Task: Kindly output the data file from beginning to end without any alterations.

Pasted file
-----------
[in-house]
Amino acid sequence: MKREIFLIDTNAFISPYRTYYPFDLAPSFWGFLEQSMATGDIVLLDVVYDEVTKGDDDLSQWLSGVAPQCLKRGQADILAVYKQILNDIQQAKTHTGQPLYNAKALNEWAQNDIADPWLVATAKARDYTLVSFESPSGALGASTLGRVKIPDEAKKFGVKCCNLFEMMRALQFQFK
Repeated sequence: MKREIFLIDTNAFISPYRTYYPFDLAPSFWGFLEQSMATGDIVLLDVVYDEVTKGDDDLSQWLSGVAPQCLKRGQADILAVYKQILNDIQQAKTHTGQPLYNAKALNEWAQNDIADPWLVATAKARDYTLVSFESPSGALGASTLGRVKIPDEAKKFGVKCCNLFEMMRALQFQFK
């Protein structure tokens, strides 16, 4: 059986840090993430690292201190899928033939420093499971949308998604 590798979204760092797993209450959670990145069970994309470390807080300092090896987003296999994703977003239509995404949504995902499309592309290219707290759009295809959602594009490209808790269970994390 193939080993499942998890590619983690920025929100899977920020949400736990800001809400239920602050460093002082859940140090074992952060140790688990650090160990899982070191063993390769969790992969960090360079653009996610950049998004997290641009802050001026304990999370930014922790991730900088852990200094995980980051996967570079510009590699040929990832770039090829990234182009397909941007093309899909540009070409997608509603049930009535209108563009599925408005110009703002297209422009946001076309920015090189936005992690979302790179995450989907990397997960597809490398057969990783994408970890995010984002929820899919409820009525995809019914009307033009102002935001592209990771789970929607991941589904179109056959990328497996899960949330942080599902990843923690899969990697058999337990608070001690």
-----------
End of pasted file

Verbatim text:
[in-house]
Amino acid sequence: MKREIFLIDTNAFISPYRTYYPFDLAPSFWGFLEQSMATGDIVLLDVVYDEVTKGDDDLSQWLSGVAPQCLKRGQADILAVYKQILNDIQQAKTHTGQPLYNAKALNEWAQNDIADPWLVATAKARDYTLVSFESPSGALGASTLGRVKIPDEAKKFGVKCCNLFEMMRALQFQFK
Repeated sequence: MKREIFLIDTNAFISPYRTYYPFDLAPSFWGFLEQSMATGDIVLLDVVYDEVTKGDDDLSQWLSGVAPQCLKRGQADILAVYKQILNDIQQAKTHTGQPLYNAKALNEWAQNDIADPWLVATAKARDYTLVSFESPSGALGASTLGRVKIPDEAKKFGVKCCNLFEMMRALQFQFK
């Protein structure tokens, strides 16, 4: 059986840090993430690292201190899928033939420093499971949308998604 590798979204760092797993209450959670990145069970994309470390807080300092090896987003296999994703977003239509995404949504995902499309592309290219707290759009295809959602594009490209808790269970994390 193939080993499942998890590619983690920025929100899977920020949400736990800001809400239920602050460093002082859940140090074992952060140790688990650090160990899982070191063993390769969790992969960090360079653009996610950049998004997290641009802050001026304990999370930014922790991730900088852990200094995980980051996967570079510009590699040929990832770039090829990234182009397909941007093309899909540009070409997608509603049930009535209108563009599925408005110009703002297209422009946001076309920015090189936005992690979302790179995450989907990397997960597809490398057969990783994408970890995010984002929820899919409820009525995809019914009307033009102002935001592209990771789970929607991941589904179109056959990328497996899960949330942080599902990843923690899969990697058999337990608070001690």